When it comes to the electronic music being released in recent weeks, we have American names like Ital or Blondes, who project a luminous, optimistic gaze, while in England, we can find examples such as Stay+, who offer music with more shadows than light, decidedly introverted. Both options propose different ways of facing climactic moments: Ital and Blondes are like a purifying ecstasy, while Stay+ is more like a catharsis. Or to say it another way: the Americans are making an electronic music in search of redemption (and escapism?) at the end of a night in cosmic planes and chill-out spaces, while Stay+ faces up to their darker side, encoding the uneasiness and general pessimism that characterises the UK and Europe at this time in their music.
Stay+ belong to the same branch of English electronic music that can be traced back to the proto-electronic of labels like Mute or Factory at the end of the 70s and the early 80s, without giving up the pop attraction like those labels did. The fact that Stay+ come from northern England, where the darkest electronic bubbled up already 30 years ago, reinforces this connection.
This EP, whose title refers to their name before they changed it to Stay+ because of the complaints of the religious charity organisation Christian Aid, is basically a compilation of the songs that they have been letting trickle out to us over recent months. From the first moment, the sound constants that have allowed them to stand out are clear: disorienting effects, like strobe lights spinning around you, melancholy climactic moments that subtly build, and voices that bring them closer to pop ( “Stay Positive”), as well as exciting melodies and some isolated elements like the bass at the end of “Scum.” And darkness, of course, through rhythms and ambient sounds that are more punishing than celebratory, like those of “Young Luv” or especially those of the abrasive and brutal “Protection,” the only previously unreleased song of those included here.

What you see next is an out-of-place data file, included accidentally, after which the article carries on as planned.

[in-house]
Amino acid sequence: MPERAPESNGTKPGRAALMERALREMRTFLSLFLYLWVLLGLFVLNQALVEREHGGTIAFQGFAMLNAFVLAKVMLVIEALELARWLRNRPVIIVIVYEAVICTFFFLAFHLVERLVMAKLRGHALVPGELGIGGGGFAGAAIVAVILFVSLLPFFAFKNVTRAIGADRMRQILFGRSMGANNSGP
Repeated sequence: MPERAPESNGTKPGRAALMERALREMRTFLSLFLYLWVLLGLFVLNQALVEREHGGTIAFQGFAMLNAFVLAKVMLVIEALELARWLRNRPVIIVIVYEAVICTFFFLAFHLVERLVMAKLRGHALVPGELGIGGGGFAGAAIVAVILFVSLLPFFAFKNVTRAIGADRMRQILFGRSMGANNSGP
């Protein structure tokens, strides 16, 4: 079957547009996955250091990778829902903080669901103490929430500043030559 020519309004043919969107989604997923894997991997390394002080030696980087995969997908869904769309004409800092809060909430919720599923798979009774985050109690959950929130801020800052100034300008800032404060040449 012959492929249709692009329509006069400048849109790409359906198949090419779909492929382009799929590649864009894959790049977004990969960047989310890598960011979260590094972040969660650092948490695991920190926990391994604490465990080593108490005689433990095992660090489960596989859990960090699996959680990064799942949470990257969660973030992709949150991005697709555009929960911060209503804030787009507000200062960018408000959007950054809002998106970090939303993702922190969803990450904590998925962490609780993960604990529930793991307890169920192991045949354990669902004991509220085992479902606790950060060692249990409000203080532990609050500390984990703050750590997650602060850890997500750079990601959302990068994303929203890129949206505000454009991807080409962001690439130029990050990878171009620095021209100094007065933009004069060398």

But the identity of Stay+ isn’t complete until you see the videos that illustrate these songs, especially because it is here that you can see a sense of humour that is already present in their name itself, which should be read Stay Positive. So, in the video of “Young Luv,” they imagine a parallel universe in which Kate Middleton stands William up—because she gets stuck in a traffic jam!– something which doesn’t keep the prince from going ahead with the wedding ceremony. In “Scum,” they imagine a nuclear apocalypse started by North Korea, whose international image of parades is reduced here to the level of kitsch, thanks to the way it is set up. In “Fever,” on the other hand, they set aside their sense of humour to tell about a young woman’s frustrated night out, starting at the end of the night, set up in such a way that the night’s different emotional states coincide with the evolution of the music in the little more than three minutes that the song lasts. Other video clips are more abstract, like that of “Stay Positive,” which visually reproduces the dizzying effect of their music, but which is equally effective for seeing it.
With only a handful of songs, Stay+ have achieved a very personal sound, immediately identifiable a few seconds into each of their songs. Their proposal is, then, one of the most solid, interesting ones right now in the UK. This EP should allow us to catch up with them, while we are waiting for their coming releases.